Looking for your first job after leaving school, but worried a lack of experience will hold you back?
If you have no previous work experience to speak of, you may not think you have much to include in a CV. But, with the right amount of enthusiasm, research and professionalism, (not to mention time spent viewing some helpful CV examples), there’s no reason your application still can’t stand out.
To help you increase your chances of success, we’ve put together our CV template for your first job:
Just here for the template? Click the link below:
Always start with your personal statement – and tailor it to the role in question. To put it simply, every time you apply for a new job, you will need to write a new personal statement, which should be tweaked to match the job description.
In terms of structure, consciously try and answer the following questions: Who are you? What do you have to offer? What are you aiming for in your career?
Also, try and quantify and give examples, where possible, and be specific. Generic personal statements can prompt a CV to fall at the first hurdle.
Instead of concentrating on a minimal work history, the most effective CVs written by school leavers often give precedence to skills.
Just as with your personal statement, try giving examples that are applicable to the role in question. For example, IT skills (naming specific programs), or soft skills such as problem solving, public speaking and interpersonal skills, not to mention a friendly and welcoming demeanour, are all desirable qualities to have.
Education should be included from GCSE level on. State the number and general grades you received (Maths and English at the very least). If you’re awaiting any results, you may state mock/expected results where possible, although this is not essential.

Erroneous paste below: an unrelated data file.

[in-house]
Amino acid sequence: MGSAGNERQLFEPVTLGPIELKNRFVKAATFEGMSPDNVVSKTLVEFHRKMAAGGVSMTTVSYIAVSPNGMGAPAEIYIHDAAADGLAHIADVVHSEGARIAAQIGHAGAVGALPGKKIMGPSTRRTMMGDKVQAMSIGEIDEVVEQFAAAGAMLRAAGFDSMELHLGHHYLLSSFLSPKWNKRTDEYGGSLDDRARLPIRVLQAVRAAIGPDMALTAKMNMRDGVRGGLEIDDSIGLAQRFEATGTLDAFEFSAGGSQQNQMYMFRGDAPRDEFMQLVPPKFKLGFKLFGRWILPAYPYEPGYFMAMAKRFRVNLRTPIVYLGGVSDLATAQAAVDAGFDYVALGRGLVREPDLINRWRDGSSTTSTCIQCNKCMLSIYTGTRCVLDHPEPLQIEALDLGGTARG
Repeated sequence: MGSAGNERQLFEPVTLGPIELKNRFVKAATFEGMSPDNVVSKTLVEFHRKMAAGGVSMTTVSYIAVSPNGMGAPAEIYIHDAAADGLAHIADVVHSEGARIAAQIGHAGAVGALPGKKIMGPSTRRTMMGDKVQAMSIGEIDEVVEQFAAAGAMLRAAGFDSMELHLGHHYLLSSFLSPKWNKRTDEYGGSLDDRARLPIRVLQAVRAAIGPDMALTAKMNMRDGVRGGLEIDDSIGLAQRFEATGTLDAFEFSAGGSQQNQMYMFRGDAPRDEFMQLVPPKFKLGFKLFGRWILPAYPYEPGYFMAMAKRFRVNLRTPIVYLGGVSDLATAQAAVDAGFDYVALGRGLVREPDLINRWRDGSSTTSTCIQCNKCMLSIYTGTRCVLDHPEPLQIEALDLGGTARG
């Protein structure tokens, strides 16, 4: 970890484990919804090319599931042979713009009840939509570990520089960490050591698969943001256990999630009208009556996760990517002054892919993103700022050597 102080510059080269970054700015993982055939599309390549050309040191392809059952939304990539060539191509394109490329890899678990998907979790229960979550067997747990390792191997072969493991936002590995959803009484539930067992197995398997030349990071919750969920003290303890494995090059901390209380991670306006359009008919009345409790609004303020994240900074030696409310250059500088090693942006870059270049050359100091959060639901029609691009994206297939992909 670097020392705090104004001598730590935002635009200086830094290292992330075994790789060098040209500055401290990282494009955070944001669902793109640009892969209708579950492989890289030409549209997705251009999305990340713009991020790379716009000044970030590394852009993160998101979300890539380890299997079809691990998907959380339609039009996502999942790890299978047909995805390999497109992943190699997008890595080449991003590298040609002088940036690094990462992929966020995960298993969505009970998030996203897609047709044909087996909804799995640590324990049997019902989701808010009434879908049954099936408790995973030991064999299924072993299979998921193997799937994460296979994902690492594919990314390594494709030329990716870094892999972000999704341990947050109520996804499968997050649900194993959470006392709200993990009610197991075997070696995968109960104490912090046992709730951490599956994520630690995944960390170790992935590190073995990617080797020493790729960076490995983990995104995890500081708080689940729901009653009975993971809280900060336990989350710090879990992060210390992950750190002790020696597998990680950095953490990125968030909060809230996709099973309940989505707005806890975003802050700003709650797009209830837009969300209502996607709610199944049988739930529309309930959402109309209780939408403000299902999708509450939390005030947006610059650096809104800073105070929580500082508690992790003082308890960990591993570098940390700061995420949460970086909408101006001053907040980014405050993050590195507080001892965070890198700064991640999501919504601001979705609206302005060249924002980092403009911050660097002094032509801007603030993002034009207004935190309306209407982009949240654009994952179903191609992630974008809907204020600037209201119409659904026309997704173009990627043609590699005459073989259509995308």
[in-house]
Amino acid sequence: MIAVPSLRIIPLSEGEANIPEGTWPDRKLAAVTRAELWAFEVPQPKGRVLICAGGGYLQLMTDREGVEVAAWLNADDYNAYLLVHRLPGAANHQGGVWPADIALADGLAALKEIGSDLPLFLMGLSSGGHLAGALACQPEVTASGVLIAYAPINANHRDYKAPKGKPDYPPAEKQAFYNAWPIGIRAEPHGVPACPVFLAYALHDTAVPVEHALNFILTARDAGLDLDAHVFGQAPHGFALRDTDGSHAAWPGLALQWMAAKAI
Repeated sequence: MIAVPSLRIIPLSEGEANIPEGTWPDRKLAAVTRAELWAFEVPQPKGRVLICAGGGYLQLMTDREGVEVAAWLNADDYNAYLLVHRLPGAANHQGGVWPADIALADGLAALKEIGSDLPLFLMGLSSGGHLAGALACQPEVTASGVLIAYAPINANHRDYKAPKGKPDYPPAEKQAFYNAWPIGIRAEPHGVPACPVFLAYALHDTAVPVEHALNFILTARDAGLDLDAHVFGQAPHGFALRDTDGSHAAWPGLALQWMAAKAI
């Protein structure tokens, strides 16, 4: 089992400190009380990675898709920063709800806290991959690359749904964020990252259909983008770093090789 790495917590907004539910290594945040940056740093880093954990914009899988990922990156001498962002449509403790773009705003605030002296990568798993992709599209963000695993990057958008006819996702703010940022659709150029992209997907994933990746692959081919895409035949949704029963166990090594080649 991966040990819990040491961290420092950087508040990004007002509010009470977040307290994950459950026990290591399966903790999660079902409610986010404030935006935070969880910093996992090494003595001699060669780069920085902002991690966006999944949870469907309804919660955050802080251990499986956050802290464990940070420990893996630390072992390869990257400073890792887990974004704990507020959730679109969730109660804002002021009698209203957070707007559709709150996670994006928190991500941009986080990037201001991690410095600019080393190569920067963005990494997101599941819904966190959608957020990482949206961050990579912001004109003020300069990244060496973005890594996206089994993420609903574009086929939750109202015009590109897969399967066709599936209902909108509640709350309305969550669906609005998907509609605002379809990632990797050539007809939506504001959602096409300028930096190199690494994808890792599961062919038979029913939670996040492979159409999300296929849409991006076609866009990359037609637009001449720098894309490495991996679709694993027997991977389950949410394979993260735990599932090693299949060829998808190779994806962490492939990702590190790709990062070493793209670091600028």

Write in reverse-chronological order, with the most recent events coming at the top.
In direct terms, particular course modules you’ve undertaken may be relevant to a role or scheme you’re applying for and can be used to demonstrate your wider knowledge of the subject.
Hobbies & Interests
A Hobbies and Interests section is optional. However, if you lack any notable work experience, they can be a great way of getting your personality across.
Feel like you don’t really have a hobby? Don’t panic. It’s never too late. Starting a blog, for example, can be a perfect way to show what you can offer – and could work for practically any career you look into. From the obvious such as fashion and retail (fashion blogs) through to carpentry and construction (documenting a DIY or restoration project, for example).
Just be wary of anything too generic, such as socialising with friends or going to the cinema (unless, of course, you’re applying for a role at your local cinema).
Ask yourself: Will they help you get the job? If not, it’s OK to leave them out. Finally, make sure you’re happy to expand upon them during your interview if called upon.
If you do have some relevant work experience, even if it was only for a brief period, this can be a great help.
If you have no employment history to speak of, you may wish to leave this section out. Alternatively, use this gap as your opportunity to be pro-active. Try volunteering with a local charity for a few weeks or at a locally run business. They will be grateful for the help, and you will have something extra to add to your CV.
Unless asked directly in the job posting, making them available on request is fine.
However, always make sure that you do have credible references. Close family friends, teachers, or career councillors are all good options, and are usually more than happy to help.
Need more CV advice?
It takes an employer just seven seconds to save or reject a job applicant’s CV. This means creating a succinct CV is absolutely vital if you want to land that all-important interview.
To find out how to make your CV stand out from the crowd, buy James Reed’s new book: The 7 Second CV: How to Land the Interview.
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